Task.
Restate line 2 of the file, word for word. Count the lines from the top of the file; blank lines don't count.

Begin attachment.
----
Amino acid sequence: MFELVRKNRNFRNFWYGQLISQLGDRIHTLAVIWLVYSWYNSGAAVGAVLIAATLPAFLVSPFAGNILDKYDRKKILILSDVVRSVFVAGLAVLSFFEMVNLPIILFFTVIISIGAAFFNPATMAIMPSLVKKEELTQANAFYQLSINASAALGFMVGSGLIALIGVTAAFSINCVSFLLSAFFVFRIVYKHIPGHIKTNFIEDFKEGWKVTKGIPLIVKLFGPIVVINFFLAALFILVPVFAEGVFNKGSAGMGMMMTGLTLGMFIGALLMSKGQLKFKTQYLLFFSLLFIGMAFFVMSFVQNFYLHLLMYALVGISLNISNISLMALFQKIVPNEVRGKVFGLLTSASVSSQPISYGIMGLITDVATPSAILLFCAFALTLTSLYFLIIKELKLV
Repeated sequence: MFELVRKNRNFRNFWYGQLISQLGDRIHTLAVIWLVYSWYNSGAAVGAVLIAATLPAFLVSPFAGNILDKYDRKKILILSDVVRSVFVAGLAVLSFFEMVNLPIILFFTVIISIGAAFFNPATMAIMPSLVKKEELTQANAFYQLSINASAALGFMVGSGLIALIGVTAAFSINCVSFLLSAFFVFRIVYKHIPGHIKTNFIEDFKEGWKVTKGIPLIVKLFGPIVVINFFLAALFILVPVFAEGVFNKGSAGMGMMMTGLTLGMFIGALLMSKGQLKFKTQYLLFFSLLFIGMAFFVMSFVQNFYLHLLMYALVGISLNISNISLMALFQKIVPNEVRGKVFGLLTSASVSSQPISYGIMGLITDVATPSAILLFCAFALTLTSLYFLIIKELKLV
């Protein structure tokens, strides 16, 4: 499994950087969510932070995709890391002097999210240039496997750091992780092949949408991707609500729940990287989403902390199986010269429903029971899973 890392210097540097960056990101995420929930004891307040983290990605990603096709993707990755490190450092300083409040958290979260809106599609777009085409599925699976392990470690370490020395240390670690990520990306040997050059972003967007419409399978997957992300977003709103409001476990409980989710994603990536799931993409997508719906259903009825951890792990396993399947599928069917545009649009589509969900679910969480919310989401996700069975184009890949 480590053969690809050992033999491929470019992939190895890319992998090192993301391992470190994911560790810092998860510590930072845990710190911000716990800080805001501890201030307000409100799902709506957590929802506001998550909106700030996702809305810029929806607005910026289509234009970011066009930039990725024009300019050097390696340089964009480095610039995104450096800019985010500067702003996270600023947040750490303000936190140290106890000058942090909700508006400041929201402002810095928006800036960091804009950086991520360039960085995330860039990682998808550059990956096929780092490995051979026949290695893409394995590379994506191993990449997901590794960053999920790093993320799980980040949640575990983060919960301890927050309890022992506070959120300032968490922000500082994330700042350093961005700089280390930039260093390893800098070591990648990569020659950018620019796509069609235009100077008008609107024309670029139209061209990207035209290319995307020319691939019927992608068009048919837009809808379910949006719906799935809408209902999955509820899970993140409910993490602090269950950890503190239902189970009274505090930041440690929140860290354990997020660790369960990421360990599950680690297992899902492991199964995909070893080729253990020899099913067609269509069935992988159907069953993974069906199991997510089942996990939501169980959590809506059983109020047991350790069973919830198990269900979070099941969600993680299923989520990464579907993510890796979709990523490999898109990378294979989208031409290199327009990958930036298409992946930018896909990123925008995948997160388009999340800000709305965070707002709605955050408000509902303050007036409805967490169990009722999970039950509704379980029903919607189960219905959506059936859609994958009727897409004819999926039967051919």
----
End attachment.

Repeated sequence: MFELVRKNRNFRNFWYGQLISQLGDRIHTLAVIWLVYSWYNSGAAVGAVLIAATLPAFLVSPFAGNILDKYDRKKILILSDVVRSVFVAGLAVLSFFEMVNLPIILFFTVIISIGAAFFNPATMAIMPSLVKKEELTQANAFYQLSINASAALGFMVGSGLIALIGVTAAFSINCVSFLLSAFFVFRIVYKHIPGHIKTNFIEDFKEGWKVTKGIPLIVKLFGPIVVINFFLAALFILVPVFAEGVFNKGSAGMGMMMTGLTLGMFIGALLMSKGQLKFKTQYLLFFSLLFIGMAFFVMSFVQNFYLHLLMYALVGISLNISNISLMALFQKIVPNEVRGKVFGLLTSASVSSQPISYGIMGLITDVATPSAILLFCAFALTLTSLYFLIIKELKLV